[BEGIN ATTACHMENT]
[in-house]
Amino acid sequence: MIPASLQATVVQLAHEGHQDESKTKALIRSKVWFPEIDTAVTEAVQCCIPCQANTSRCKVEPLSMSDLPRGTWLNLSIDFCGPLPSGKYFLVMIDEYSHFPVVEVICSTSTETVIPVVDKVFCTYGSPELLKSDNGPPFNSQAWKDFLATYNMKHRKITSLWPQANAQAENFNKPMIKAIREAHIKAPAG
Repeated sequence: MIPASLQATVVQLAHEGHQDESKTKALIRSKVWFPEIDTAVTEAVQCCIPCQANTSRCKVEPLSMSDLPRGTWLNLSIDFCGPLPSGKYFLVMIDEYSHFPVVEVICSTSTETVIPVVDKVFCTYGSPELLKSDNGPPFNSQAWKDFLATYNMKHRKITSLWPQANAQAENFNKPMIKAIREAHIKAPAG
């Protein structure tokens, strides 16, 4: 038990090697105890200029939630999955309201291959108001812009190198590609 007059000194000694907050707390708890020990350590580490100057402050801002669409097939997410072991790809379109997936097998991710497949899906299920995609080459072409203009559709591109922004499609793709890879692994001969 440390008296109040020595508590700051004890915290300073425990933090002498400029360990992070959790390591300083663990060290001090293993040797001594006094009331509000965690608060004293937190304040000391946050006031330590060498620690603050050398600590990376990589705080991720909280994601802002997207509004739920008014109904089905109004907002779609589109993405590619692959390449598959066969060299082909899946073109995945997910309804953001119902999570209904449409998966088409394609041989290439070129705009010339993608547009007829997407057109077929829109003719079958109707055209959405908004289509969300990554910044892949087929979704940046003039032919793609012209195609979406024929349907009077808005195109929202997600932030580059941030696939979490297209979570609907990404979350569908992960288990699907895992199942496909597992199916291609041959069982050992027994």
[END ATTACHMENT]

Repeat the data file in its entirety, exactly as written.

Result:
[in-house]
Amino acid sequence: MIPASLQATVVQLAHEGHQDESKTKALIRSKVWFPEIDTAVTEAVQCCIPCQANTSRCKVEPLSMSDLPRGTWLNLSIDFCGPLPSGKYFLVMIDEYSHFPVVEVICSTSTETVIPVVDKVFCTYGSPELLKSDNGPPFNSQAWKDFLATYNMKHRKITSLWPQANAQAENFNKPMIKAIREAHIKAPAG
Repeated sequence: MIPASLQATVVQLAHEGHQDESKTKALIRSKVWFPEIDTAVTEAVQCCIPCQANTSRCKVEPLSMSDLPRGTWLNLSIDFCGPLPSGKYFLVMIDEYSHFPVVEVICSTSTETVIPVVDKVFCTYGSPELLKSDNGPPFNSQAWKDFLATYNMKHRKITSLWPQANAQAENFNKPMIKAIREAHIKAPAG
């Protein structure tokens, strides 16, 4: 038990090697105890200029939630999955309201291959108001812009190198590609 007059000194000694907050707390708890020990350590580490100057402050801002669409097939997410072991790809379109997936097998991710497949899906299920995609080459072409203009559709591109922004499609793709890879692994001969 440390008296109040020595508590700051004890915290300073425990933090002498400029360990992070959790390591300083663990060290001090293993040797001594006094009331509000965690608060004293937190304040000391946050006031330590060498620690603050050398600590990376990589705080991720909280994601802002997207509004739920008014109904089905109004907002779609589109993405590619692959390449598959066969060299082909899946073109995945997910309804953001119902999570209904449409998966088409394609041989290439070129705009010339993608547009007829997407057109077929829109003719079958109707055209959405908004289509969300990554910044892949087929979704940046003039032919793609012209195609979406024929349907009077808005195109929202997600932030580059941030696939979490297209979570609907990404979350569908992960288990699907895992199942496909597992199916291609041959069982050992027994």